• A trip to Charles Island, which is an island connected to the mainland by a tombolo that is accessible only during low tide. We had 10 people go, and people loved it (though I am not sure if it created any new revelations for anyone).

Anecdotally, it seems like many newer group members got more involved after going to these events. They were all very memorable: a shared experience that you can bond over later (like I still do, to some extent, with Buck). Note that many events intended to be GITV moments are useful for group cohesion even if they are not, in fact, GITV moments for anyone, so the cost to them may be low. Also note that GITV moments do not need to be spontaneous: you may want to aim for a mixture of spontaneous and planned events.

When your group members get in vans, people will one day get in their vans. A few weeks ago, I was driving my car in Berkeley, shuttling people back from an event I had attended. A load of people got into my car. Buck was one of them. Vans come full circle.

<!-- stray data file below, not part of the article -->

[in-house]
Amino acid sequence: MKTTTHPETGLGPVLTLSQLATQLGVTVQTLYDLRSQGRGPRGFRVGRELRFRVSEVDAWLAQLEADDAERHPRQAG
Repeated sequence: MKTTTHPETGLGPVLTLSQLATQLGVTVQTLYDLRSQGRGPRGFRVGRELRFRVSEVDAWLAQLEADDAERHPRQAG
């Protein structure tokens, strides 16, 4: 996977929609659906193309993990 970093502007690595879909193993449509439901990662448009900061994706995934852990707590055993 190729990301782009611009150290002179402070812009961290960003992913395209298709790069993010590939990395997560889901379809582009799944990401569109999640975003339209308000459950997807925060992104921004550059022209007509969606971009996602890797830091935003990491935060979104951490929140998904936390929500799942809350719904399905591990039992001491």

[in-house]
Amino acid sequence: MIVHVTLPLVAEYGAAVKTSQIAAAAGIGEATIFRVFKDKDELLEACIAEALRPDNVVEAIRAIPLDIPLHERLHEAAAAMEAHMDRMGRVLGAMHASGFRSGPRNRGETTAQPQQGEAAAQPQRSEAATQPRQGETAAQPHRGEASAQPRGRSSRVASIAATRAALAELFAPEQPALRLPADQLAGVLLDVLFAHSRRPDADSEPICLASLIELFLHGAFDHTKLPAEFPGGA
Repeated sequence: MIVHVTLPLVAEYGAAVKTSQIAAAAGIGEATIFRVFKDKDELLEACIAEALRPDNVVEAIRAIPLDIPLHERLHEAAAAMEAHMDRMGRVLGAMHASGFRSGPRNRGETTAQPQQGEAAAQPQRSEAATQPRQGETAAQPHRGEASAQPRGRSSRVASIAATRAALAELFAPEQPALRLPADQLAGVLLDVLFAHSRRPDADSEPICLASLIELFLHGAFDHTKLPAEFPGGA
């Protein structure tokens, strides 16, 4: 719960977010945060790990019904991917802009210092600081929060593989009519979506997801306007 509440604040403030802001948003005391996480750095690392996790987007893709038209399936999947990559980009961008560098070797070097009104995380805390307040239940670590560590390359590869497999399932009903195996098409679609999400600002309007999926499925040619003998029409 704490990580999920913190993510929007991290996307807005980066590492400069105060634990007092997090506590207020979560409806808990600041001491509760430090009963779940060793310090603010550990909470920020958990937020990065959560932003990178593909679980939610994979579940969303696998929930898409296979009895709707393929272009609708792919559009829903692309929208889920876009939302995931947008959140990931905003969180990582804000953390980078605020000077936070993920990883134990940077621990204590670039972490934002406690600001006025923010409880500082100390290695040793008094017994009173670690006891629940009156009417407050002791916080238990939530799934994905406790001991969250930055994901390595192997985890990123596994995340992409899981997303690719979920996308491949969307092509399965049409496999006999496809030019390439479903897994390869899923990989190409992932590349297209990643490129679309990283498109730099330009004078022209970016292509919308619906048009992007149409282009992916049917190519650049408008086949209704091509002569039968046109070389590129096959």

Yes. Yes it was.

Why people don’t (and sometimes shouldn’t) get in the van

People often don’t embrace GITV moments, and I think that the biggest reason for this is discomfort.

Discomfort can be healthy. People often have discomfort with novel experiences, and sometimes this is a very useful signal. In some cases, a sense of unease can prevent people from getting swindled or harmed, and it can be important not to ignore that.

Some people also don’t want to seek out unfamiliar ideas, and I think that this likely means that it is not the right time for a GITV moment. That’s fine. Part of the aims of the EA movement is to make people more comfortable with these ideas, but it doesn’t have to be done as part of a GITV moment.

There are some sources of discomfort which group organizers can help alleviate. Many people naturally feel comfortable with people who seem like them, especially when asked to do things like getting into a van. I was (and am) a white techy man from Silicon Valley, which made the situation seem more familiar to me. For most others, many of whom might become just as engaged as I am some day, such a group of people would not have seemed familiar in the slightest. In some cases, this could prevent people from engaging at all.